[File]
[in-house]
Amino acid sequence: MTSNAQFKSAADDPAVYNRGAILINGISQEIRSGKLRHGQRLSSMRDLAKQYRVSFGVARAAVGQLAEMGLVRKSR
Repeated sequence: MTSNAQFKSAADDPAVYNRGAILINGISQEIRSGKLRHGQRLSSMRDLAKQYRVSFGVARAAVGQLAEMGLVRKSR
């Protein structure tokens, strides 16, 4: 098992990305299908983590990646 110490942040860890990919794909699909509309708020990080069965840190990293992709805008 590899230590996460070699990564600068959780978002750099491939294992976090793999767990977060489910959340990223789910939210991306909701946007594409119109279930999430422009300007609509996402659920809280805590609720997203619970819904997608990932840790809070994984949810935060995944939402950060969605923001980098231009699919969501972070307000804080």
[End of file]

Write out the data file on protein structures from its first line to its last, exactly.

[in-house]
Amino acid sequence: MTSNAQFKSAADDPAVYNRGAILINGISQEIRSGKLRHGQRLSSMRDLAKQYRVSFGVARAAVGQLAEMGLVRKSR
Repeated sequence: MTSNAQFKSAADDPAVYNRGAILINGISQEIRSGKLRHGQRLSSMRDLAKQYRVSFGVARAAVGQLAEMGLVRKSR
């Protein structure tokens, strides 16, 4: 098992990305299908983590990646 110490942040860890990919794909699909509309708020990080069965840190990293992709805008 590899230590996460070699990564600068959780978002750099491939294992976090793999767990977060489910959340990223789910939210991306909701946007594409119109279930999430422009300007609509996402659920809280805590609720997203619970819904997608990932840790809070994984949810935060995944939402950060969605923001980098231009699919969501972070307000804080």